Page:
Ulendo Receives $250K NSF Grant for 3D Printing Calibration Software


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One of the common challenges with fused filament 3D printers is vibration. Running printers at high speeds often leads to excessive vibrations, which can generate low-quality prints with surface defects, parts detaching from the build plate, layer shifting, and ringing or ghosting. To avoid these issues, users tend to reduce the printing speed or mechanically alter the printer with vibration dampening parts, but all this means more hours to produce an item and increases printer cost and weight. A solution to this problem could lie in vibration compensation software.

To address the technology’s production challenges, Ulendo, a spinoff company from the University of Michigan (UM), has developed a flagship software that could help speed up 3D printing by regulating vibrations. To accelerate the technical development of their patented software algorithm called filtered B-splines (FBS) and reduce the time to market, Ulendo recently announced it received a $250,000 research grant from America’s Seed Fund, a program within the National Science Foundation (NSF).

Ulendo was born out of the Mechatronics program at the University of Michigan. Image courtesy of Ulendo via Twitter.

Born out of the Mechatronics Program at UM, the Ulendo Software team is on a path to make 3D printers better and faster to spur their software from a niche product and to realize its full potential. In 2017, researchers with the Smart and Sustainable Automation Research Lab (S2A Lab) at UM’s College of Engineering developed the FBS algorithm. Since then, the team launched a Kickstarter campaign in December 2020 to raise funds for its software solution.

Even though the project failed to reach the $25,000 goal by the end date, the campaign drew the attention of several original equipment manufacturers (OEMs) that hope to integrate Ulendo into their suite of products – both current and future. The customized firmware, originally expected to be delivered to users starting May 2021 for five printer models – including Original Prusa i3, Lulzbot Taz 6, and Creality CR-6 – will hopefully still move forward thanks to the new NSF grant.

Ulendo is a software add-on for FDM 3D printers that can be downloaded onto a small single-chip computer and connected to a 3D printer via a USB interface. Image courtesy of Ulendo via Twitter.

So, how does Ulendo work? According to UM graduate research assistant Nosa Edoimioya, the team first experimentally obtains a mathematical model of a particular FDM 3D printer called a calibration map. Then, they put that map into Ulendo to design a controller. The controller’s job is to compensate for the 3D printer’s vibrations using the calibration map information. The best part is that since Ulendo knows how the printer will vibrate, it can account for that by slightly changing the commanded motions while maintaining high quality at much higher speeds, suggested Edoimioya.

Ulendo is a cloud-based software add-on for FDM 3D printers that can be downloaded onto a small single-chip computer – like the Raspberry Pi, and connected to a 3D printer via a USB interface. Open-source firmware is installed on both the Raspberry Pi and 3D printer to facilitate this connection. The user uploads their G-code to a web interface connected to a cloud platform running Ulendo. Then, Ulendo processes the G-code to calculate stepper motor commands sent to Raspberry Pi over a wireless internet connection. From there, they are sent to the printer.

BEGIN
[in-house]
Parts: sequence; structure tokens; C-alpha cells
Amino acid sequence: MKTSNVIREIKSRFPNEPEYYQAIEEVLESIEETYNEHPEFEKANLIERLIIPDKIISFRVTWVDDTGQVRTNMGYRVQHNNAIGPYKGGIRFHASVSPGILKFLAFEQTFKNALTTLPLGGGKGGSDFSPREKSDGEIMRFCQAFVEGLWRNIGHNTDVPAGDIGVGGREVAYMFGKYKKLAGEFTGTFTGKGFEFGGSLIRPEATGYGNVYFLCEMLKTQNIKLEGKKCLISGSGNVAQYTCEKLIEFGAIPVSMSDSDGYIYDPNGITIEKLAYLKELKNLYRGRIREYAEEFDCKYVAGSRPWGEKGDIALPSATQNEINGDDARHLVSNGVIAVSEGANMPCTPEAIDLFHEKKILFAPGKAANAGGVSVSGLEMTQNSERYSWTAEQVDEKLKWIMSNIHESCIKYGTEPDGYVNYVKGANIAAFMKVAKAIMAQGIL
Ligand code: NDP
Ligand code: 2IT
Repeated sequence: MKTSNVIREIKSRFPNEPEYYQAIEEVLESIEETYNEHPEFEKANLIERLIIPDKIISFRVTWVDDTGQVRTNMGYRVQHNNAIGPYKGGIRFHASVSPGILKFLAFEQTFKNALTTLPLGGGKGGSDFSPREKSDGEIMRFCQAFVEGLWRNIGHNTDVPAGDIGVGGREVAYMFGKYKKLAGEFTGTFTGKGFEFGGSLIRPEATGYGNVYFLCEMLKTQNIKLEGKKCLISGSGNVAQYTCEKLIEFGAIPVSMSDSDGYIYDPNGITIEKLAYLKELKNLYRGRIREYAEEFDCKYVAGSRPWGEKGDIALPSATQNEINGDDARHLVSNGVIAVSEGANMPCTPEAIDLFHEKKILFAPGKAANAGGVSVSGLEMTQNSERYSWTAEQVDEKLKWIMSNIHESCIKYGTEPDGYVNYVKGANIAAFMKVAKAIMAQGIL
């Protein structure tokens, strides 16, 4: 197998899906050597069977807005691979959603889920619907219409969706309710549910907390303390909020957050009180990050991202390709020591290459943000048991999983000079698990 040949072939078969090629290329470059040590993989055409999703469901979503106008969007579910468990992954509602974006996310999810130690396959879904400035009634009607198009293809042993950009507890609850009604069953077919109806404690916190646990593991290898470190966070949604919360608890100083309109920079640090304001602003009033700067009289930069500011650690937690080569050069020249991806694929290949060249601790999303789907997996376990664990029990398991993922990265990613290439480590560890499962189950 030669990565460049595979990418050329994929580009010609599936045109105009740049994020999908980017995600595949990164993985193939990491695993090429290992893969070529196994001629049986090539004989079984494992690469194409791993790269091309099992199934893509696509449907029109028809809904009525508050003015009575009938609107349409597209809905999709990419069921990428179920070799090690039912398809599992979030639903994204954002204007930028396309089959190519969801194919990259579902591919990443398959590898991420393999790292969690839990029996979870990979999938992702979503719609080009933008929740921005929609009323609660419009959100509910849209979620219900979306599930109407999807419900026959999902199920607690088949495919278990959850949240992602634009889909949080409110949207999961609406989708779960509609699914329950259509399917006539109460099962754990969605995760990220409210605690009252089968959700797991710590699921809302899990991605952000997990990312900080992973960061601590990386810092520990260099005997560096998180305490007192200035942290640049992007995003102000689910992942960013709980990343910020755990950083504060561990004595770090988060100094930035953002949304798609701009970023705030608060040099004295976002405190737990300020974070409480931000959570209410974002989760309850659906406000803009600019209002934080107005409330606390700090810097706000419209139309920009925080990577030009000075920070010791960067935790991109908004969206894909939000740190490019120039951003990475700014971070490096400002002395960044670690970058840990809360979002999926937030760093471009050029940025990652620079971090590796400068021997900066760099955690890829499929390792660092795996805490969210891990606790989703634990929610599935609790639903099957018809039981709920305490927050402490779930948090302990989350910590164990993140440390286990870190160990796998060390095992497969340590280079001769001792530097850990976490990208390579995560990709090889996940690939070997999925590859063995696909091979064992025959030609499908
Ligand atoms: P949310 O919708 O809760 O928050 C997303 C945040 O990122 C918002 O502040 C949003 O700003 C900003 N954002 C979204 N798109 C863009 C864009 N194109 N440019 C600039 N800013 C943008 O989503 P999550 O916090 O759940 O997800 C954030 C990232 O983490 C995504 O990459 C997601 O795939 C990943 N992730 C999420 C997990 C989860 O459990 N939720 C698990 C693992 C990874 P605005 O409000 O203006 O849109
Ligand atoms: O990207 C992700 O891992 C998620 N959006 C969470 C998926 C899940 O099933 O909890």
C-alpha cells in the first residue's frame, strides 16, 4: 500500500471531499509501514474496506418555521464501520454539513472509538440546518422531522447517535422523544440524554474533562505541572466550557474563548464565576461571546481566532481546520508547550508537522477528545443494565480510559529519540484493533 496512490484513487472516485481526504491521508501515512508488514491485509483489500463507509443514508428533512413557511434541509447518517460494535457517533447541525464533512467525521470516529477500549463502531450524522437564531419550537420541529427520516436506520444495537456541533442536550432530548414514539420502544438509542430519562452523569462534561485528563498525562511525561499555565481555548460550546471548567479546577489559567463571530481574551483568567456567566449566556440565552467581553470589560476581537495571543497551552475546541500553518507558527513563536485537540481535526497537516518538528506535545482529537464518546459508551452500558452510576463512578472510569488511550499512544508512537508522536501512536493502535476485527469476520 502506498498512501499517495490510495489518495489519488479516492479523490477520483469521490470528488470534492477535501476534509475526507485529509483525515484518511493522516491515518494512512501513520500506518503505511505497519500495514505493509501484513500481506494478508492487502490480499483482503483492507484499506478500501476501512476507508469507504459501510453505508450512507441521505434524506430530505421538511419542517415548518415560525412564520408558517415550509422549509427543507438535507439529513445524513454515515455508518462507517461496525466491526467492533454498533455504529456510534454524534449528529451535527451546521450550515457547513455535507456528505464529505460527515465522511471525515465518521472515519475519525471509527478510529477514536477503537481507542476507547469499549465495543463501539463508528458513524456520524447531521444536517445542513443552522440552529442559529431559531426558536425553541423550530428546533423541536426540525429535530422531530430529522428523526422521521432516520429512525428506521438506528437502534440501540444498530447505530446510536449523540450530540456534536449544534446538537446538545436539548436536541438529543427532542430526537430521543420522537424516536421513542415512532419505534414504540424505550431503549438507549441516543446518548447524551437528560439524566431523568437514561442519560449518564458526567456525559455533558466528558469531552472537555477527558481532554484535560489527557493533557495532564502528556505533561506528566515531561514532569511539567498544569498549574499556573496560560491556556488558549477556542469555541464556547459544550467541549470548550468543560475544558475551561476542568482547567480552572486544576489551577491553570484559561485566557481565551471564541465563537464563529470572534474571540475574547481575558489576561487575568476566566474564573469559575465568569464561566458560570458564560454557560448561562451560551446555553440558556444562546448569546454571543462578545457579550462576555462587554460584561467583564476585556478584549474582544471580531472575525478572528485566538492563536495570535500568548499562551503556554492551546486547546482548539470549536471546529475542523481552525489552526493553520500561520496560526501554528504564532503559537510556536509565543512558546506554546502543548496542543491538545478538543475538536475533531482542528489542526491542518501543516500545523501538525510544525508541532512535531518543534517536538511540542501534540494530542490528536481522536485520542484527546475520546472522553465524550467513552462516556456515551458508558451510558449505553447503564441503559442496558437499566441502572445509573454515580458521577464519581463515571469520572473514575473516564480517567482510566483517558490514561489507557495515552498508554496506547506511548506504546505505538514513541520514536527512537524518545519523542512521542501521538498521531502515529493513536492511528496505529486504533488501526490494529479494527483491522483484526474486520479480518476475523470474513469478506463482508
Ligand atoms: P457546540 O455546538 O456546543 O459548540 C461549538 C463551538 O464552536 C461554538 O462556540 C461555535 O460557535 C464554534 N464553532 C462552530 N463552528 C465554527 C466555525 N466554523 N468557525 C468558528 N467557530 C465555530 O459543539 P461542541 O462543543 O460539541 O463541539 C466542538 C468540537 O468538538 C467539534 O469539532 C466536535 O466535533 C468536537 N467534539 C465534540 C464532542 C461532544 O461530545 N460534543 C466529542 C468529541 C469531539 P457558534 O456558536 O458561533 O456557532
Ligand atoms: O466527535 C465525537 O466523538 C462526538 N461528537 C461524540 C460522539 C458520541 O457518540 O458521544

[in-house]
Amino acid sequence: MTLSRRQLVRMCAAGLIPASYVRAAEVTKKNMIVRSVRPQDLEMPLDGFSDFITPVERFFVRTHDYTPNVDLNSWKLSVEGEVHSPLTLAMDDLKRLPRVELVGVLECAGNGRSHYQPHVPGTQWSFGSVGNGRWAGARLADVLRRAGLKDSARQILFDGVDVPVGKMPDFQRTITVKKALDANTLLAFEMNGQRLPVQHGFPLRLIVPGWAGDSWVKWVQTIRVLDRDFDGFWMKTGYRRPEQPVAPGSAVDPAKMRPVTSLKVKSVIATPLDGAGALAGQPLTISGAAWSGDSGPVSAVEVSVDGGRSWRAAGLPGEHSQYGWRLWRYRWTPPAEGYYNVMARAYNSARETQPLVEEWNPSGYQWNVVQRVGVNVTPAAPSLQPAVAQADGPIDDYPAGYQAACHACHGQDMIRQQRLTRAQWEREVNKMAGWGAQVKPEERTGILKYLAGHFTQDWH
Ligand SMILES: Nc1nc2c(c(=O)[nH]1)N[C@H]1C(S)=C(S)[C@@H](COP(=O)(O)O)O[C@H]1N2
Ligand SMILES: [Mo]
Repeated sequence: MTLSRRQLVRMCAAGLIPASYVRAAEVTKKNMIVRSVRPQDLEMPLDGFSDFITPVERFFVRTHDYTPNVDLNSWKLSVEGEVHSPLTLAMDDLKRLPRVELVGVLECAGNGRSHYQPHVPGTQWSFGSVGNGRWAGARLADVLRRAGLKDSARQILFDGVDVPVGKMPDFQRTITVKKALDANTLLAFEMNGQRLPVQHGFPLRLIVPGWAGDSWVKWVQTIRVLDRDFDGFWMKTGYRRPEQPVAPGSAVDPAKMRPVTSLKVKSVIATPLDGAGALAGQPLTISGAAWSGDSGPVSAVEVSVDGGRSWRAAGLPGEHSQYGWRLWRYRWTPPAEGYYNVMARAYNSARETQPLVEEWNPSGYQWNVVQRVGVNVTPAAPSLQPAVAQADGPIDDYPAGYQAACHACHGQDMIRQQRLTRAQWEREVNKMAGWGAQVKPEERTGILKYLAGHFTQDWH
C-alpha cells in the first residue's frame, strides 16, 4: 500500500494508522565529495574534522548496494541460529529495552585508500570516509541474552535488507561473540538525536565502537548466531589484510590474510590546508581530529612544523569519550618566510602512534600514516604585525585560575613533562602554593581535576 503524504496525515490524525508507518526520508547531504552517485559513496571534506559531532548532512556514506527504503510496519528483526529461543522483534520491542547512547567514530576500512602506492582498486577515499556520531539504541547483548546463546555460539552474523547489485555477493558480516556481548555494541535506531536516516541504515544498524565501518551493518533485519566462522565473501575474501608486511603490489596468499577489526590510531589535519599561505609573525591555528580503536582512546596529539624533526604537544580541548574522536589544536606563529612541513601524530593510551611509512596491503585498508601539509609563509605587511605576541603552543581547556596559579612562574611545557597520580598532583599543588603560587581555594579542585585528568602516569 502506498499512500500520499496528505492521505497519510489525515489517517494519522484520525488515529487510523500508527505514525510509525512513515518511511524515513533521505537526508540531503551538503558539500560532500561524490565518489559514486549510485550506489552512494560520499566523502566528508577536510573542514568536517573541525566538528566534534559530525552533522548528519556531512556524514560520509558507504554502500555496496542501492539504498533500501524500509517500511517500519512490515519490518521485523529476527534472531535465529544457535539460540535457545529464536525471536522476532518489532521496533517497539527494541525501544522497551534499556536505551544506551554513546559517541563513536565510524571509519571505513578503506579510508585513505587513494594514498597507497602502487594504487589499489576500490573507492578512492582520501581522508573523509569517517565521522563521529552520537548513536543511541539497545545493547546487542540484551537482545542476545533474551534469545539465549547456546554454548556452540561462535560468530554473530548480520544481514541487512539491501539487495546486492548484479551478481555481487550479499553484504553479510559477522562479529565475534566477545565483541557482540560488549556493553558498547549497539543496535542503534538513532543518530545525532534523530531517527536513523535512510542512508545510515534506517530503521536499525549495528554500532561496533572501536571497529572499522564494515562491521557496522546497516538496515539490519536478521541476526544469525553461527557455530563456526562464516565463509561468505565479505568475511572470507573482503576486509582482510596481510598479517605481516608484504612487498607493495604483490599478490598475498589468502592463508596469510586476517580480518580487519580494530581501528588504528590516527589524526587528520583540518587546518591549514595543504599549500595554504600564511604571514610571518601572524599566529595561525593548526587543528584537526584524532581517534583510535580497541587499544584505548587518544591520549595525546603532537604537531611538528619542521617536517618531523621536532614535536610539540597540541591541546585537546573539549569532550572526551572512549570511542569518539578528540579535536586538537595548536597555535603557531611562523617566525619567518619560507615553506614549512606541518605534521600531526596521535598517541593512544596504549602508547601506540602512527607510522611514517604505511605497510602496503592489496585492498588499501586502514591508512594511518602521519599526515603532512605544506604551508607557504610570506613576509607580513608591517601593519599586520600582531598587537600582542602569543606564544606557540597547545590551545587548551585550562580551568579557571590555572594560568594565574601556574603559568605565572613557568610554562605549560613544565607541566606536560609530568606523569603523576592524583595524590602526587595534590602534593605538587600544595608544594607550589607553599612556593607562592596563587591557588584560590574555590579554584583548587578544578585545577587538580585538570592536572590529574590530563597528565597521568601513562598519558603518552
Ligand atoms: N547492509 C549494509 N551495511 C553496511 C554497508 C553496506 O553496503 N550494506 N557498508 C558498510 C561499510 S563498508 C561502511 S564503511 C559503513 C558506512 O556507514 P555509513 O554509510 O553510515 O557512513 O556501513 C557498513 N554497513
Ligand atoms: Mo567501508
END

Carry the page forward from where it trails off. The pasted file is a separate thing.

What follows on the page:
By providing a vibration compensation feature, the Ulendo team reports that its cloud-based 3D printing software increases print speed up to two times without sacrificing print quality and producing less waste. To demonstrate the effectiveness of Ulendo, the researchers printed a sample part based on the “Baby Groot” character, a fan-favorite from the movie “Guardians of the Galaxy Vol. II.”

In the printout, the lovable anthropomorphic tree is lodged in a small boat that is typically used as a benchmark part for 3D printing and has been named “Benchy.” The “Baby Groot in a Benchy” Ulendo-printed part was compared with the same part printed with standard parameters on a Lulzbot Taz 6 device. As stated in a white paper published by the startup’s founders, the Ulendo “Baby Groot” boasts a 63% decrease in print time and achieves similar quality: while the standard print took 8.36 hours, the Ulendo layered the part was done in 3.12 hours.

Currently, the team of researchers works with OEMs in the desktop 3D printing industry to provide native support for their solutions, with plans to roll out Ulendo with the OEM partners and eventually to have Ulendo be a standard feature for all 3D printers rather than just an add-on. The NSF award’s funding will allow the team to advance work on a rapid calibration kit that is expected to shorten the lead time necessary to expand the list of compatible devices.

One of the company’s stretch goals is to work with the Ultimaker ecosystem, starting with the Ultimaker 3. However, making their platform compatible with this particular 3D printer brand will require significant customization not currently needed for the models they are working on, stated the company. The new funds will most likely accelerate the move to Ultimaker 3D printers as part of Ulendo’s target goal, which is to allow machines to achieve their full potential while ensuring excellent part quality in the process.

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